'A highly readable account of a glittering diplomatic career' Tony Blair
'One of the most brilliant and consequential diplomats of his generation' Andrew Roberts
'A must-read guide to the crucial role for diplomacy in restoring British influence' Philip Stephens
Urbane, globe-trotting mandarins; polished hosts of ambassadorial gatherings attended by the well-groomed ranks of the international great and good: such is the well-worn image of the career diplomat. But beyond the canapes of familiar caricature, what does a professional diplomat actually do? What are the activities that fill the working day of Her Majesty's Ambassadors around the world?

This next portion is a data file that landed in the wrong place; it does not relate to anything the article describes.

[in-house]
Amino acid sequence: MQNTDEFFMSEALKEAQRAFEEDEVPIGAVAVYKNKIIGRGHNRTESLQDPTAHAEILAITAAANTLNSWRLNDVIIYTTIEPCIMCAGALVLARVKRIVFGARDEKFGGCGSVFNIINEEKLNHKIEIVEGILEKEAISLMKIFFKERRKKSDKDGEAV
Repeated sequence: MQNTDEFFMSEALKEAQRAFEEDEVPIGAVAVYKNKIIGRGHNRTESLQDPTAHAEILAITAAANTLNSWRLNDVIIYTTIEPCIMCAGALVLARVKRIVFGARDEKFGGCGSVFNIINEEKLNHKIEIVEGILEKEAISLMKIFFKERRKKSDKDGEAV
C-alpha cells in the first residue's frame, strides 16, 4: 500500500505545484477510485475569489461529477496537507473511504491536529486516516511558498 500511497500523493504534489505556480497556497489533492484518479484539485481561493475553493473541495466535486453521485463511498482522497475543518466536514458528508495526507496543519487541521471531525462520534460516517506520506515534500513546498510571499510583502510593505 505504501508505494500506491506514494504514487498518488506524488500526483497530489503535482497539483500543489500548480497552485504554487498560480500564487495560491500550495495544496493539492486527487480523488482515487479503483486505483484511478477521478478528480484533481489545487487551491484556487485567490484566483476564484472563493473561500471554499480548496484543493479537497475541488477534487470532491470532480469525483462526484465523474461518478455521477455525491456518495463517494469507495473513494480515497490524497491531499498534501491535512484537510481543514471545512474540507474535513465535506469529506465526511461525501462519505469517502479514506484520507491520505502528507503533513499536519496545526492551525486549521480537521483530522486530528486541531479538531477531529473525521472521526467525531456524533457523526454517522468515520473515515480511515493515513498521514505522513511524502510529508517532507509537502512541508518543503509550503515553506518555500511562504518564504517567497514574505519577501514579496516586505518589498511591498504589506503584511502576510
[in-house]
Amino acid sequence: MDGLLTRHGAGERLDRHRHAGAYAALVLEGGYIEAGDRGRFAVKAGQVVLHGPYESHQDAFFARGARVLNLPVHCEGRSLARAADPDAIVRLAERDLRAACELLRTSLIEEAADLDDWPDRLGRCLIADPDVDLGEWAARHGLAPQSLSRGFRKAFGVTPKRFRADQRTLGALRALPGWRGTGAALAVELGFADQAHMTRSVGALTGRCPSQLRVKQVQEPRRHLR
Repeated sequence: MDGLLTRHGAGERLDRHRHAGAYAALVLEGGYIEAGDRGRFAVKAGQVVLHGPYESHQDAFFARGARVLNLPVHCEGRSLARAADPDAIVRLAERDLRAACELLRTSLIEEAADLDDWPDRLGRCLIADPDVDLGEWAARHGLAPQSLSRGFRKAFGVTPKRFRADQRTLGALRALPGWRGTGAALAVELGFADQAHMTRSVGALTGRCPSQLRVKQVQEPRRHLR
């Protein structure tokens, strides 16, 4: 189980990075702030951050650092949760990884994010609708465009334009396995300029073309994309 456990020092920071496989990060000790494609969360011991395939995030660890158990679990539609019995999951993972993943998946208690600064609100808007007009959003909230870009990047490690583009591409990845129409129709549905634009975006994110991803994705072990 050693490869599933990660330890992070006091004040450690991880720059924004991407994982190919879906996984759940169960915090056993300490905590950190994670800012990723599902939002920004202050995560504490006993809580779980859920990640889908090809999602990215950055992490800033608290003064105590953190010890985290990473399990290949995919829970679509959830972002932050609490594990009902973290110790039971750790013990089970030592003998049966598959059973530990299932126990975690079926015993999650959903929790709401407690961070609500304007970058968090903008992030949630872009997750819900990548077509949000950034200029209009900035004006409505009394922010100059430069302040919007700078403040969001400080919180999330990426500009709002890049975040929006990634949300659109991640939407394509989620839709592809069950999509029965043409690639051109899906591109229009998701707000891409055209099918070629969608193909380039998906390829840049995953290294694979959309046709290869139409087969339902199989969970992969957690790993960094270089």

Peter Westmacott's forty-year career in the Foreign and Commonwealth Office straddled the last decade of the Cold War and the age of globalization, included spells in pre-revolutionary Iran and the European Commission in Brussels, and culminated in prestigious ambassadorial postings in Ankara, Paris and Washington in the post-9/11 era. As well as offering an engaging account of life in the upper echelons of the diplomatic and political worlds, and often revealing portraits of global leaders such as Blair, Erdogan, Obama and Biden, They Call It Diplomacy mounts a vigorous defence of the continuing relevance of the diplomat in an age of instant communication, social media and special envoys; and details what its author sees as some of the successes of recent British diplomacy.